2011 graduates include first students from distinctive math and science program

The inaugural Summer Scholars group, aka as Hughes Summer Scholars, work with Charles A. Dana Professor of Chemistry Tom Wenzel in 2007.

Among the 437 students who graduated from Bates College last May were 11 pioneers of a nationally distinctive program designed to address the need for more diversity among students in mathematics and the sciences.

The 11 graduates were the inaugural participants in the college’s first Summer Scholars program, launched in 2007. Aimed at students from groups underrepresented in the sciences and math, the annual program gives a group of accepted first-year students an accelerated introduction to the demands and routines of college academics and residence life.

The outcomes for that inaugural group suggest that the program is effective. Among the 2007 Summer Scholars are:

  • a biological chemistry major who is entering dental school;
  • a psychology major hoping to earn a second degree in nursing;
  • a double major in art and interdisciplinary studies (public health) who will teach chemistry in Baltimore through the Teach for America program;
  • and a biochemistry major who will attend Spain’s Barcelona Graduate School of Economics to study medical economics.

2011 Bates Summer Scholar Yolanda Rodriguez '15

“Bates cares about diversity,” says Michael Martinez, a dean of student transition who worked with the 2011 Summer Scholars. “We want to make sure that the institution is not only doing a great job of recruiting diversity, but helping the diverse group of people that we bring in actually thrive when they get here.”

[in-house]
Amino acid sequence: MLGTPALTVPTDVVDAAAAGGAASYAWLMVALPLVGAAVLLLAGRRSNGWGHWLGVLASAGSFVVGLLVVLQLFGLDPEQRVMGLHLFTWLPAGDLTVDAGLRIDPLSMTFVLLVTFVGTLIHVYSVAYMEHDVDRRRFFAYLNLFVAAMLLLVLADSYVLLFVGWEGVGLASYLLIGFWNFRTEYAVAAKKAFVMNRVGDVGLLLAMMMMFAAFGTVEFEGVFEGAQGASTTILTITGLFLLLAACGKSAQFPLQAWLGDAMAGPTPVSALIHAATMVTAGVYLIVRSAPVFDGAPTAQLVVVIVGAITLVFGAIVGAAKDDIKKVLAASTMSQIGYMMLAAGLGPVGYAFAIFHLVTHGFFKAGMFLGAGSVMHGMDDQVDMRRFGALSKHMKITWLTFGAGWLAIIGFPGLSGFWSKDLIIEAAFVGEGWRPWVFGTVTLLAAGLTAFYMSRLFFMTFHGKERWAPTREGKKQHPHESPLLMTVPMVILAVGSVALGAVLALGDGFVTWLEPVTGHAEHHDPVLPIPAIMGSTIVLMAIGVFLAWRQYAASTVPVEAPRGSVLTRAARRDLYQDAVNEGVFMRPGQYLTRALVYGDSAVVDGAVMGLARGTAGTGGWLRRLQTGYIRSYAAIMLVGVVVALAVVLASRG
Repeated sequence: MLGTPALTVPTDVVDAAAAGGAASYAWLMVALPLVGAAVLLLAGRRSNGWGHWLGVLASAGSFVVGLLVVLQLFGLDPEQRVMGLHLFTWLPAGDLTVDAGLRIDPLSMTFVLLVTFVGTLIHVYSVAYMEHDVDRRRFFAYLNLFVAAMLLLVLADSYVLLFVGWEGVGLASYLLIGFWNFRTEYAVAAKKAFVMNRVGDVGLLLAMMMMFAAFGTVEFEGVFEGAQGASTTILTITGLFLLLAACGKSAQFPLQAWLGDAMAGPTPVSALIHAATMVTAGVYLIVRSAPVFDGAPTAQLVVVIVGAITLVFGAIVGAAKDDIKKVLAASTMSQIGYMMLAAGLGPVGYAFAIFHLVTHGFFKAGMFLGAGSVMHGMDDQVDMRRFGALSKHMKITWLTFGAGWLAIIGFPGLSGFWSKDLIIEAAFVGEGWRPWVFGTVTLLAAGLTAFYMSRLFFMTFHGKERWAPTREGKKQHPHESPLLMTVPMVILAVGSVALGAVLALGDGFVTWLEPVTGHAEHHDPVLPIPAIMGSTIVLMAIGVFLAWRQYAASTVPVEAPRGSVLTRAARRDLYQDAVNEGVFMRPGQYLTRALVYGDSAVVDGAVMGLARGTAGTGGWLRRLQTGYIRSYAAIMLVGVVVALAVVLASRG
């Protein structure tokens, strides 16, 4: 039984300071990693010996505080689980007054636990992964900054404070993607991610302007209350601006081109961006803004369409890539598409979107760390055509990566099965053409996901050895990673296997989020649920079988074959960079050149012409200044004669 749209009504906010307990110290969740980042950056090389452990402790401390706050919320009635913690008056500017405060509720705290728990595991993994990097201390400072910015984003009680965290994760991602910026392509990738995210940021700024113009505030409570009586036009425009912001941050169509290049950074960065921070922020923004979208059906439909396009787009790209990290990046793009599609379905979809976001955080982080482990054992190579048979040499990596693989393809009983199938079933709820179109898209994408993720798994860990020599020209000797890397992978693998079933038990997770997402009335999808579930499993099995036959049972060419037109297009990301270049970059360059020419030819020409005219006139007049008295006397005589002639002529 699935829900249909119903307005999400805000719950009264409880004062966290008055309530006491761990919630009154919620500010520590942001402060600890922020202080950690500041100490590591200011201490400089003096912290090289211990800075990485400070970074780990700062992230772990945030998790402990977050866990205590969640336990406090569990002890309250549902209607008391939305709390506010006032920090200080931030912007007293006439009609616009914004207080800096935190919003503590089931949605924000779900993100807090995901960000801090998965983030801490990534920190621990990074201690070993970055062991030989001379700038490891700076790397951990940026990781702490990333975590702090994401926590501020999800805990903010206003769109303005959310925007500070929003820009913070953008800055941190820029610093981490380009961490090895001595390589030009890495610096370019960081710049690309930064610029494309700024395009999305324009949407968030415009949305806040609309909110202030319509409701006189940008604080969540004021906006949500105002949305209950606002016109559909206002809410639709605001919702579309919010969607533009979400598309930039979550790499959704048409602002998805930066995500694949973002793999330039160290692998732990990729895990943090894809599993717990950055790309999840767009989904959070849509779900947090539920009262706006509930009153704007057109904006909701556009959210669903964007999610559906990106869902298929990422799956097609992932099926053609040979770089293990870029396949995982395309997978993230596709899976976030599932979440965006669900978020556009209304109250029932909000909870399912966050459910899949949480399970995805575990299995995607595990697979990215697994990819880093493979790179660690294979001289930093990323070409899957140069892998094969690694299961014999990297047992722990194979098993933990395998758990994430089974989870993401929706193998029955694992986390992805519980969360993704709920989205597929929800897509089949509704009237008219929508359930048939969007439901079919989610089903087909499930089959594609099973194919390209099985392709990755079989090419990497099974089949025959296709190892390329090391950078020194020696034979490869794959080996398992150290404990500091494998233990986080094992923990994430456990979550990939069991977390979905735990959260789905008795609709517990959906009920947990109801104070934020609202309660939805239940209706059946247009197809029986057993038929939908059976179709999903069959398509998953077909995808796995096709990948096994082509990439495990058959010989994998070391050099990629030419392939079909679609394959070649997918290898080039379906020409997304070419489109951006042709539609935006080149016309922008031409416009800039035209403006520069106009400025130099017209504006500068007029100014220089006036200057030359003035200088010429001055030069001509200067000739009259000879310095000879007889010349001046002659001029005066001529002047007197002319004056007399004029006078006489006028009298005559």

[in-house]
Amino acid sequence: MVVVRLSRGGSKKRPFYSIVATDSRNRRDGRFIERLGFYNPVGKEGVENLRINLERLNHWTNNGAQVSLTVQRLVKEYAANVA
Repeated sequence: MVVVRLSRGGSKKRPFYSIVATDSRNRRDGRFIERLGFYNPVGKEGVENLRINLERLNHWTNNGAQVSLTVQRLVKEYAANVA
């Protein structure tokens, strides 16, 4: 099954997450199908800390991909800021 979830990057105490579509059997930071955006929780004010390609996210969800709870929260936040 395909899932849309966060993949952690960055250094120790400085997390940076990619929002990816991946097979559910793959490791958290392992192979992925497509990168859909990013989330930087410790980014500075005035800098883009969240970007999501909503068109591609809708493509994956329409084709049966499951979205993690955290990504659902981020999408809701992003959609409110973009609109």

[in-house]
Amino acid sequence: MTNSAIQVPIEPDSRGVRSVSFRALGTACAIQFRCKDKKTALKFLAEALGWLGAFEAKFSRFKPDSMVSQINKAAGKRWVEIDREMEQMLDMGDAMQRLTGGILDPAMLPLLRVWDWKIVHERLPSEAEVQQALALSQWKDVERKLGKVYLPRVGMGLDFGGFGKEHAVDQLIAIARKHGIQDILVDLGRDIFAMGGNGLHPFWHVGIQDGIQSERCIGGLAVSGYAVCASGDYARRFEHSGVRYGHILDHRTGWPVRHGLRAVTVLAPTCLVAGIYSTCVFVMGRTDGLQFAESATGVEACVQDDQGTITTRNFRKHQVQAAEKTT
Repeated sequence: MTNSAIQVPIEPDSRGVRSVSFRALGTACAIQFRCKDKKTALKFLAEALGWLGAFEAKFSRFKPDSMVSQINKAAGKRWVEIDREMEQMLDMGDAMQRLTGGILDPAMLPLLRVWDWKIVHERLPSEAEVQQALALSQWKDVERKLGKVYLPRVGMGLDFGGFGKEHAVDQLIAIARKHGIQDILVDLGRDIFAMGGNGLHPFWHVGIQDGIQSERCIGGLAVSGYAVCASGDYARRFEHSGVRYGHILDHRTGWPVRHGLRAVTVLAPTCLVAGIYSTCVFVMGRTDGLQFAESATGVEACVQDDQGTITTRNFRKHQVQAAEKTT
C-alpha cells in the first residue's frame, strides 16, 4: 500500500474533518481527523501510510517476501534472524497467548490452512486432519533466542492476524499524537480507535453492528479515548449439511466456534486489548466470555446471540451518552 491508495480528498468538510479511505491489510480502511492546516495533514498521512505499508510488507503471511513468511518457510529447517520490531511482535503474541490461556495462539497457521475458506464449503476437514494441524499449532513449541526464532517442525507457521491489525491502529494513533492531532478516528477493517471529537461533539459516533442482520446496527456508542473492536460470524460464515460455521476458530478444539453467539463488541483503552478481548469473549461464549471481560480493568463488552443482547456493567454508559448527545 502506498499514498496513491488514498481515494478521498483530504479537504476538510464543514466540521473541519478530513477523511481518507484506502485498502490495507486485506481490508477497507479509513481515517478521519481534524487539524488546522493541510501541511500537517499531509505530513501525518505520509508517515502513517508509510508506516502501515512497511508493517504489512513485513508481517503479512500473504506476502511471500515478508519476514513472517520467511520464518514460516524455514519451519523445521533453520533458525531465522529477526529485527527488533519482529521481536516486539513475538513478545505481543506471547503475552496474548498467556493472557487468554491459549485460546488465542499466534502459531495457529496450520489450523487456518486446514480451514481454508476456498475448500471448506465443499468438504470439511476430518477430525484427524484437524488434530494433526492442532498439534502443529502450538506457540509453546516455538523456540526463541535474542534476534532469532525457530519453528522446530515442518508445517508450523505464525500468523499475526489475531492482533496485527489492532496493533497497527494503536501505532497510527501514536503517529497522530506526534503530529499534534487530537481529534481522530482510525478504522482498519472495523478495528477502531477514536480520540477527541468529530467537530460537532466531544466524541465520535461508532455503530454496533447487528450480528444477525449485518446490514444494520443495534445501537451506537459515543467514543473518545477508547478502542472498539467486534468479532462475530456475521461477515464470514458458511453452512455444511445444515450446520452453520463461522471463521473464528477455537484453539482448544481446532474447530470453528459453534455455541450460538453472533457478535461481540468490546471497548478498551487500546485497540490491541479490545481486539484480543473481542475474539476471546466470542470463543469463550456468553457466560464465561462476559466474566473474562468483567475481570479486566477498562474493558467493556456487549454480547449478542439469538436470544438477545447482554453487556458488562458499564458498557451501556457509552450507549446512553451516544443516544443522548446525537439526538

The students come from all corners of the country, including Maine. “They’re Hispanic, Asian American, white, black,” says Martinez.

This innovative Bates initiative is aimed at academically superior students whose backgrounds may not have prepared them for aspects of college life that may be old hat to families with college histories.

The scholars live on campus and take one math and one science course, each the equivalent of an academic-year course — but compressed into six weeks. Mastering the course work and labs involves evening and weekend study, and intense, one-on-one collaboration among the scholars and with faculty.

The program teaches time-management skills and study practices, and introduces students to laboratory environments and to such insider information as course registration tactics.

And the program instills confidence that the Summer Scholars carry into the start of the academic year. “I felt comfortable enough to ask questions,” says Akinyele Akinruntan, a 2009 Summer Scholar from Memphis, Tenn.

2011 Bates Summer Scholars Mark Charest '15  and Tyler Jones '15

Perhaps most important, the program encourages students to form relationships that sustain them academically and personally. Most of the 2007 scholars, says associate dean of student transition Carmita McCoy, “are still very close from that first experience living together four years ago. They have supported each other ever since — hanging out with each other, studying together, keeping in communication even during the summer.

“And the bonds they made with faculty and staff, they found to be very helpful.”

“I was able to meet good people, students and faculty who shared my passion for the sciences,” says Akinruntan, a junior psychology major who hopes to become a psychologist.

In fact, the Summer Scholars program was meaningful enough to Akinruntan that he has spent summer 2011 giving back to it. As a residence fellow living with the 2011 Summer Scholars, he has mentored these 10 first-years as they have studied historic concepts in math and the physics of sound.

“I’ve given them advice every day,” he says.

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